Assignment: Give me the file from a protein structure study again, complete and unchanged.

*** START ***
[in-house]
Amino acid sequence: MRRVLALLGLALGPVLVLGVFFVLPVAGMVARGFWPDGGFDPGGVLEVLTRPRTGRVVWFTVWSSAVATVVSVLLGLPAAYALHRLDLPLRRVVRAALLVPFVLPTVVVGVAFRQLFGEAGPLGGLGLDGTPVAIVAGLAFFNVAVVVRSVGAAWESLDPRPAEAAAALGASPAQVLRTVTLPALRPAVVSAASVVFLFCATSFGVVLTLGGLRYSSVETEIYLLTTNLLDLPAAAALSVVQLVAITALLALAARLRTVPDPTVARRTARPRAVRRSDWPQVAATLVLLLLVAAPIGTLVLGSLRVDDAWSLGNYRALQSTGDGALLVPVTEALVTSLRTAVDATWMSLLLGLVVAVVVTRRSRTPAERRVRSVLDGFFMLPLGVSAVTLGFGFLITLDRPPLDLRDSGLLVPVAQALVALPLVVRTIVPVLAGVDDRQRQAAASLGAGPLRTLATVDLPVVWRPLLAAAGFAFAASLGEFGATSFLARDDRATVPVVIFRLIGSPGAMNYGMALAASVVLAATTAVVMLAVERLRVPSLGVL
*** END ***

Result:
[in-house]
Amino acid sequence: MRRVLALLGLALGPVLVLGVFFVLPVAGMVARGFWPDGGFDPGGVLEVLTRPRTGRVVWFTVWSSAVATVVSVLLGLPAAYALHRLDLPLRRVVRAALLVPFVLPTVVVGVAFRQLFGEAGPLGGLGLDGTPVAIVAGLAFFNVAVVVRSVGAAWESLDPRPAEAAAALGASPAQVLRTVTLPALRPAVVSAASVVFLFCATSFGVVLTLGGLRYSSVETEIYLLTTNLLDLPAAAALSVVQLVAITALLALAARLRTVPDPTVARRTARPRAVRRSDWPQVAATLVLLLLVAAPIGTLVLGSLRVDDAWSLGNYRALQSTGDGALLVPVTEALVTSLRTAVDATWMSLLLGLVVAVVVTRRSRTPAERRVRSVLDGFFMLPLGVSAVTLGFGFLITLDRPPLDLRDSGLLVPVAQALVALPLVVRTIVPVLAGVDDRQRQAAASLGAGPLRTLATVDLPVVWRPLLAAAGFAFAASLGEFGATSFLARDDRATVPVVIFRLIGSPGAMNYGMALAASVVLAATTAVVMLAVERLRVPSLGVL